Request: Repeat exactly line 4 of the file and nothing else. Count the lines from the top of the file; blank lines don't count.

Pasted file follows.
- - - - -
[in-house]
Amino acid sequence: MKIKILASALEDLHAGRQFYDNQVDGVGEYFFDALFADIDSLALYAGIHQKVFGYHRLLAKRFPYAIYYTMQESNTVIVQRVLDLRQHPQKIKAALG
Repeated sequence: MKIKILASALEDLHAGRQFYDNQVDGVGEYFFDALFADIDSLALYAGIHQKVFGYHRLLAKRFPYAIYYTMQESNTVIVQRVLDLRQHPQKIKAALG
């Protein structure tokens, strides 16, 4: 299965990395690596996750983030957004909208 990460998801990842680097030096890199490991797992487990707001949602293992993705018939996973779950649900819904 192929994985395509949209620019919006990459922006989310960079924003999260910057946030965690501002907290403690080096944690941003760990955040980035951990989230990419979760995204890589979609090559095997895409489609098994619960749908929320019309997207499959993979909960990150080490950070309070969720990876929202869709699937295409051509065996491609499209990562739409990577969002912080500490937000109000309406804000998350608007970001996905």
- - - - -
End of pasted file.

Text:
């Protein structure tokens, strides 16, 4: 299965990395690596996750983030957004909208 990460998801990842680097030096890199490991797992487990707001949602293992993705018939996973779950649900819904 192929994985395509949209620019919006990459922006989310960079924003999260910057946030965690501002907290403690080096944690941003760990955040980035951990989230990419979760995204890589979609090559095997895409489609098994619960749908929320019309997207499959993979909960990150080490950070309070969720990876929202869709699937295409051509065996491609499209990562739409990577969002912080500490937000109000309406804000998350608007970001996905």